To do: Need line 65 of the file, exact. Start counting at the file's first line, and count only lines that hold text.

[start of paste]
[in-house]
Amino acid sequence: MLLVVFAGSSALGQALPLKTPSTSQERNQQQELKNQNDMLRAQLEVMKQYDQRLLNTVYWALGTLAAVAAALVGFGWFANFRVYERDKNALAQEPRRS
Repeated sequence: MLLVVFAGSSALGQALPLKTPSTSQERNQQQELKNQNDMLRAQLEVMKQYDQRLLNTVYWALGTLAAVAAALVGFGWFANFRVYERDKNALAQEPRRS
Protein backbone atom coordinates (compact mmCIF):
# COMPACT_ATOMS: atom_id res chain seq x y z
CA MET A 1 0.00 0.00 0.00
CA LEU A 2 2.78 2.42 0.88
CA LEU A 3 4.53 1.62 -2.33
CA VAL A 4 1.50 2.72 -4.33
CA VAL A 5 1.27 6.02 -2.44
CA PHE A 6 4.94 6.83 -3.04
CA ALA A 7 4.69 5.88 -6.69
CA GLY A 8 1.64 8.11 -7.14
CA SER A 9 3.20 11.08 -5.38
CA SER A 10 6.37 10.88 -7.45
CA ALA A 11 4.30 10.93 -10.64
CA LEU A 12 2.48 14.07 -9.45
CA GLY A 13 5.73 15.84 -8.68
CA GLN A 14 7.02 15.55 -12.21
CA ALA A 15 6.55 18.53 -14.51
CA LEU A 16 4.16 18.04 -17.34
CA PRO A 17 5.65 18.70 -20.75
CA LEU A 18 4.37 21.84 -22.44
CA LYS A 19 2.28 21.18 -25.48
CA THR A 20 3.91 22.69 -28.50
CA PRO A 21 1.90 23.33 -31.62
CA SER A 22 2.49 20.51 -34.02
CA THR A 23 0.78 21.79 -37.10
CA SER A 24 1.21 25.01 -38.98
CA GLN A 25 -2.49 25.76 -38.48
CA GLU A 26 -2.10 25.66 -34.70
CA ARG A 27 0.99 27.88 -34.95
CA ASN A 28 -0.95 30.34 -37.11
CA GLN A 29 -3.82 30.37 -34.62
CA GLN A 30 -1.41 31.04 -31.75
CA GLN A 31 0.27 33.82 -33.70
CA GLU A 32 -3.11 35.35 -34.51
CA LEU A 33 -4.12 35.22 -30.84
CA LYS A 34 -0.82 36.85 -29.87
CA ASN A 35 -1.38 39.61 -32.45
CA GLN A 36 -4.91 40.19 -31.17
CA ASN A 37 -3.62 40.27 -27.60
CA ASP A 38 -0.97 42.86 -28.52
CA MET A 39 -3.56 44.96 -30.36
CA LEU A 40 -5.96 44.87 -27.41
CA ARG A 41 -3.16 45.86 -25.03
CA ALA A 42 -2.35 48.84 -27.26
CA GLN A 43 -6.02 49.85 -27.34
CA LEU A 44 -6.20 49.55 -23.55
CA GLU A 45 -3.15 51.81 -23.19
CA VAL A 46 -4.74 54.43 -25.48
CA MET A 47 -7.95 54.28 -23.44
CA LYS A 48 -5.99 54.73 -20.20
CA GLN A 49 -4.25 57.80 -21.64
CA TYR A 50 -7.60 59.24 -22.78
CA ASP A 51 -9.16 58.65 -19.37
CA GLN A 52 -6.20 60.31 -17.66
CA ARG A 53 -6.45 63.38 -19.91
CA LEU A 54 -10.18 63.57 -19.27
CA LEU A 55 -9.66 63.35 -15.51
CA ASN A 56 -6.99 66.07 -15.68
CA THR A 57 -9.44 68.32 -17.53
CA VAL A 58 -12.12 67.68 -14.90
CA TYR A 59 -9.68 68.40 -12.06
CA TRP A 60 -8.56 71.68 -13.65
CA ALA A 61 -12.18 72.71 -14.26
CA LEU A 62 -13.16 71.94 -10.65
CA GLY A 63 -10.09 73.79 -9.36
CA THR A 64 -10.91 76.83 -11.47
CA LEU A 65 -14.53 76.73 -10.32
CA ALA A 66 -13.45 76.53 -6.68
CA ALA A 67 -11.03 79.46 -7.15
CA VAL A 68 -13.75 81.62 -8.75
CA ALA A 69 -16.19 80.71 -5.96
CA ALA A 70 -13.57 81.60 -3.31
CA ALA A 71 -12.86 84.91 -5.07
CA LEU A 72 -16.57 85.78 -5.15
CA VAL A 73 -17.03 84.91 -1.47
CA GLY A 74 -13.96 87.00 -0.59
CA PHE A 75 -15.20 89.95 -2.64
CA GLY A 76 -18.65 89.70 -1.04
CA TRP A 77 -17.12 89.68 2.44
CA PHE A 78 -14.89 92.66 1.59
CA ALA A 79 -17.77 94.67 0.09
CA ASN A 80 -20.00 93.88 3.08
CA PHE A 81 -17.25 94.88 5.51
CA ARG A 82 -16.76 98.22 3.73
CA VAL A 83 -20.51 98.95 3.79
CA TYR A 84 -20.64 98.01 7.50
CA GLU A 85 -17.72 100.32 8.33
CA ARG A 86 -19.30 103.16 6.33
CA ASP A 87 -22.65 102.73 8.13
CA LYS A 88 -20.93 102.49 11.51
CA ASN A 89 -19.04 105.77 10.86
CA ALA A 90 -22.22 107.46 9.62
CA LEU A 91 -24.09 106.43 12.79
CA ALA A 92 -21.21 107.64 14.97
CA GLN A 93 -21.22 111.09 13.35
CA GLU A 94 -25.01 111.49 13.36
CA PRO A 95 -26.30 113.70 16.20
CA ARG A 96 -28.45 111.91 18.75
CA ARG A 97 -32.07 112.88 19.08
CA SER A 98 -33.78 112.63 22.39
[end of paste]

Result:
CA TRP A 60 -8.56 71.68 -13.65